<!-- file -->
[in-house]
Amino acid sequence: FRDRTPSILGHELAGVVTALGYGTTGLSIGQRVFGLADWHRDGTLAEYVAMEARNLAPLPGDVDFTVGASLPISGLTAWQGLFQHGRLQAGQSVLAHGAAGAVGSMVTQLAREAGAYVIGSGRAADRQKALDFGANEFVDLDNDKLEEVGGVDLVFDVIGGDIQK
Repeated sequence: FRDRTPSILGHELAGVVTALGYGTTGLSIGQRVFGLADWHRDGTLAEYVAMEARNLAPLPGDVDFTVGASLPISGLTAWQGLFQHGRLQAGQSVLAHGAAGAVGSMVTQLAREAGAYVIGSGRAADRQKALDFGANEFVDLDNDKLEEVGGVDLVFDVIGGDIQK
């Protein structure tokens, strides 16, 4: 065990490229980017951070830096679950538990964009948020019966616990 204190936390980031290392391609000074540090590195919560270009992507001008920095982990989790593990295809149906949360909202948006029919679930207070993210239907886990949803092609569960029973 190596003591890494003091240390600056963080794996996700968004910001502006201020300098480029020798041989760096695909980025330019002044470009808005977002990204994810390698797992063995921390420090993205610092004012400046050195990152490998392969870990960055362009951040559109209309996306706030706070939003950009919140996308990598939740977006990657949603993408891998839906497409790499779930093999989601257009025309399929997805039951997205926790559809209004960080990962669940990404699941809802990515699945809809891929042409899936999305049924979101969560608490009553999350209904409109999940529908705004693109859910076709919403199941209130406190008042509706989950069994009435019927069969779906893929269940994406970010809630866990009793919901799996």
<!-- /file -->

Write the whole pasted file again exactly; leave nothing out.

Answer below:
[in-house]
Amino acid sequence: FRDRTPSILGHELAGVVTALGYGTTGLSIGQRVFGLADWHRDGTLAEYVAMEARNLAPLPGDVDFTVGASLPISGLTAWQGLFQHGRLQAGQSVLAHGAAGAVGSMVTQLAREAGAYVIGSGRAADRQKALDFGANEFVDLDNDKLEEVGGVDLVFDVIGGDIQK
Repeated sequence: FRDRTPSILGHELAGVVTALGYGTTGLSIGQRVFGLADWHRDGTLAEYVAMEARNLAPLPGDVDFTVGASLPISGLTAWQGLFQHGRLQAGQSVLAHGAAGAVGSMVTQLAREAGAYVIGSGRAADRQKALDFGANEFVDLDNDKLEEVGGVDLVFDVIGGDIQK
């Protein structure tokens, strides 16, 4: 065990490229980017951070830096679950538990964009948020019966616990 204190936390980031290392391609000074540090590195919560270009992507001008920095982990989790593990295809149906949360909202948006029919679930207070993210239907886990949803092609569960029973 190596003591890494003091240390600056963080794996996700968004910001502006201020300098480029020798041989760096695909980025330019002044470009808005977002990204994810390698797992063995921390420090993205610092004012400046050195990152490998392969870990960055362009951040559109209309996306706030706070939003950009919140996308990598939740977006990657949603993408891998839906497409790499779930093999989601257009025309399929997805039951997205926790559809209004960080990962669940990404699941809802990515699945809809891929042409899936999305049924979101969560608490009553999350209904409109999940529908705004693109859910076709919403199941209130406190008042509706989950069994009435019927069969779906893929269940994406970010809630866990009793919901799996």